WAG Fear of Flyaway

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astrogabbyx

Gymnast
Fan
Apr 9, 2022
3
I've been working on flyaways for a really long time. A couple of months ago, I was doing them just fine with a coaches spot/into the pit alone. Now I can't. When my coach is spotting me, I freak out and don't let go. When I try it into the pit, I get too scared to flip so I end up doing a timer. Apart from that, I have a bad habit where I seemingly "freeze" in the position I let go at, then flip. I'm moving up to xcel platinum this year and my gym requires a flyaway...I have all my skills but it. Any tips?
 

sun

Coach
Gymnast
Jun 29, 2017
111
27
This is my low-spot flyaway progression.


I think freezing comes from low-confidence in "what's going to happen" when you let go of the bar.
If you think you're taking a gamble on your release timing every turn...
-maybe I will go too close to the bar
-maybe I will go too early
-maybe I'll go and then stop going
-maybe I won't go at all

Then you need a way to let go of the bar from a swing where you are guaranteed (or close) to being safe afterwards, and then do that hundreds of times or until you're so confident at swinging yourself off the bar to fluffy mats that you already know what's going to happen when you flyaway.

This gymnast in my post spent about 2 months going up and down these progressions (3-4 days a week), competed a tuck flyaway from giants in her first meet, changed to a layout for her last meet, and did her first double tuck flyaway into the pit by herself yesterday (6 months from starting drills/not having a flyaway).
 
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astrogabbyx

Gymnast
Fan
Apr 9, 2022
3
This is my low-spot flyaway progression.


I think freezing comes from low-confidence in "what's going to happen" when you let go of the bar.
If you think you're taking a gamble on your release timing every turn...
-maybe I will go too close to the bar
-maybe I will go too early
-maybe I'll go and then stop going
-maybe I won't go at all

Then you need a way to let go of the bar from a swing where you are guaranteed (or close) to being safe afterwards, and then do that hundreds of times or until you're so confident at swinging yourself off the bar to fluffy mats that you already know what's going to happen when you flyaway.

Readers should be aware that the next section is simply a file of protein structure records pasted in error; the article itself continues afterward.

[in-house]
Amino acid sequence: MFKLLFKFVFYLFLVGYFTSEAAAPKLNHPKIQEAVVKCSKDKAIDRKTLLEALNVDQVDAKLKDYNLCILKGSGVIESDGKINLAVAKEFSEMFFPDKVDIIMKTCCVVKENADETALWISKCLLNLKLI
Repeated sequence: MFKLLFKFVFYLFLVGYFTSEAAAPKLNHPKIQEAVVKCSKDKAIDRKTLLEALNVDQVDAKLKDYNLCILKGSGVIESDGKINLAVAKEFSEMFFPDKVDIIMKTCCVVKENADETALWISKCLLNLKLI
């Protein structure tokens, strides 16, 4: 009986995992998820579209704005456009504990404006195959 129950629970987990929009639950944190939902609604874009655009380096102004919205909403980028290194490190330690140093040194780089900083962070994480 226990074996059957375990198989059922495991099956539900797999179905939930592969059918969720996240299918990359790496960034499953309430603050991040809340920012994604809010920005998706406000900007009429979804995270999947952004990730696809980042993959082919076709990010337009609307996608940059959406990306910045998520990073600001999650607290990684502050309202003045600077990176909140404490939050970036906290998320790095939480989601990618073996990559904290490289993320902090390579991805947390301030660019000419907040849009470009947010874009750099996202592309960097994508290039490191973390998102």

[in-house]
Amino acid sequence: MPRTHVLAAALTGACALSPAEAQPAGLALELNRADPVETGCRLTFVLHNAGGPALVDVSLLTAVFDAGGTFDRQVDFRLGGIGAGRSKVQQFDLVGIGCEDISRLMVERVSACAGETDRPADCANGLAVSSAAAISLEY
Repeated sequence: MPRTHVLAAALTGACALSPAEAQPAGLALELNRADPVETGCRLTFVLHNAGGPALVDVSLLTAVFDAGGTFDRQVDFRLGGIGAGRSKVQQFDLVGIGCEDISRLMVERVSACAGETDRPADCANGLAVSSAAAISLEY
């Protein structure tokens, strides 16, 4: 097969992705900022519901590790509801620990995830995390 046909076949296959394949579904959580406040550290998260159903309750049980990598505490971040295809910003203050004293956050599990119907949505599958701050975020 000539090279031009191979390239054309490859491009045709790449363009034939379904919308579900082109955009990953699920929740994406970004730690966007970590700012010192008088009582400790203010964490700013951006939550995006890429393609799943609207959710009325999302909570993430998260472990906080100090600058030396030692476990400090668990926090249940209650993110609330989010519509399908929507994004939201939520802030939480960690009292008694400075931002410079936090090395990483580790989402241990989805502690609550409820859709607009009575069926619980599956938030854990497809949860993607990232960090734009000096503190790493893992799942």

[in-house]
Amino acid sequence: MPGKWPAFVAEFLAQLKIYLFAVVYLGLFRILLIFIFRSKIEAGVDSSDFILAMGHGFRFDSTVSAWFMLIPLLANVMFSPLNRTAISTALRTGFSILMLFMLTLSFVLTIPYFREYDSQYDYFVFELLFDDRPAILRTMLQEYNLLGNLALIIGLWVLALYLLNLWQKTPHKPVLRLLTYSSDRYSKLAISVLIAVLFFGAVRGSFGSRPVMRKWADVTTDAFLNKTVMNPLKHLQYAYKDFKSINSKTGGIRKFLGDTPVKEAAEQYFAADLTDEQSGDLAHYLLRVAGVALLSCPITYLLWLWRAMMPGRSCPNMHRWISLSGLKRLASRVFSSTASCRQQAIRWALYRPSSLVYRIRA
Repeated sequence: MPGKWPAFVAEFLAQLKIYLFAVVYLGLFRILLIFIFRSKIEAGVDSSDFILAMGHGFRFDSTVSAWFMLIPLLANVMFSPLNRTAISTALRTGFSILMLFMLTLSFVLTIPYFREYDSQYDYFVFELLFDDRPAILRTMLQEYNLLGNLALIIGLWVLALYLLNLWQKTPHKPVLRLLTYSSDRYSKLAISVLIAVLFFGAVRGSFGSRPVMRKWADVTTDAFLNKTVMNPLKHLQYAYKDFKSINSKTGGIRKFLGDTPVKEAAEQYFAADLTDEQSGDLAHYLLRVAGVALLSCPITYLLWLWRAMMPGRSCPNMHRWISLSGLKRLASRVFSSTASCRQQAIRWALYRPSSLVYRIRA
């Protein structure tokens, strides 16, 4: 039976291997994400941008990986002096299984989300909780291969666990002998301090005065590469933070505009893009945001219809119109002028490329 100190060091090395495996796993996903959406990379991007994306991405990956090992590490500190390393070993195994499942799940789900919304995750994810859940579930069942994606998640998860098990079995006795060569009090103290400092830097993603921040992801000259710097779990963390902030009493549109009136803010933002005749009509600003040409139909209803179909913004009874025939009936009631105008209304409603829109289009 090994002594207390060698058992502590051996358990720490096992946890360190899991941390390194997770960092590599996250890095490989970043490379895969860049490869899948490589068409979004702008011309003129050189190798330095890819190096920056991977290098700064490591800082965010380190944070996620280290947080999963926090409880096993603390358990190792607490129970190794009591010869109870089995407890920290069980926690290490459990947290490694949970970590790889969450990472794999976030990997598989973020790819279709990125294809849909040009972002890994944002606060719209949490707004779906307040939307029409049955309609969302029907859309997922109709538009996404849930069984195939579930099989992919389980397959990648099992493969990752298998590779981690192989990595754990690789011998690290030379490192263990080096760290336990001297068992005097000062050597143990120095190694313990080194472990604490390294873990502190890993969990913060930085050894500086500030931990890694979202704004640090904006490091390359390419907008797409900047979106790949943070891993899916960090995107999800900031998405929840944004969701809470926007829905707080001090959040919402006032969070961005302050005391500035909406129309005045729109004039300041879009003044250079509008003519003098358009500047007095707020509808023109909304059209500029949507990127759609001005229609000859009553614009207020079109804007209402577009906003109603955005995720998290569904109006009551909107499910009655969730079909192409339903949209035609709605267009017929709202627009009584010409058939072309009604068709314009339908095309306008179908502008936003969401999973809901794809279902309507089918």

This gymnast in my post spent about 2 months going up and down these progressions (3-4 days a week), competed a tuck flyaway from giants in her first meet, changed to a layout for her last meet, and did her first double tuck flyaway into the pit by herself yesterday (6 months from starting drills/not having a flyaway).

Tysm! This really helps.
 
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LucyRobinson

Gymnast
Feb 27, 2022
133
Flyaways take a long time to learn and get the body position and shape just right and know when to let go. And until it is really ingrained in your muscle memory... sometimes you will lose it.
My advice on flyaways is to take it one step at a time. You will know before you even climb on the bar whether you are going to let go or not. If you are not flipping or flipping with bad technique, don't just continue to repeat it. Go back to how you learned it the first time. For example, if you started doing it into the pit off a lower bar with a spot, take it back to there until you have reinforced technique and confidence. Then slowly move back to where you were instead going cold turkey.
 

astrogabbyx

Gymnast
Fan
Apr 9, 2022
3
Flyaways take a long time to learn and get the body position and shape just right and know when to let go. And until it is really ingrained in your muscle memory... sometimes you will lose it.
My advice on flyaways is to take it one step at a time. You will know before you even climb on the bar whether you are going to let go or not. If you are not flipping or flipping with bad technique, don't just continue to repeat it. Go back to how you learned it the first time. For example, if you started doing it into the pit off a lower bar with a spot, take it back to there until you have reinforced technique and confidence. Then slowly move back to where you were instead going cold turkey.
Ty! This also helps a lot.
 
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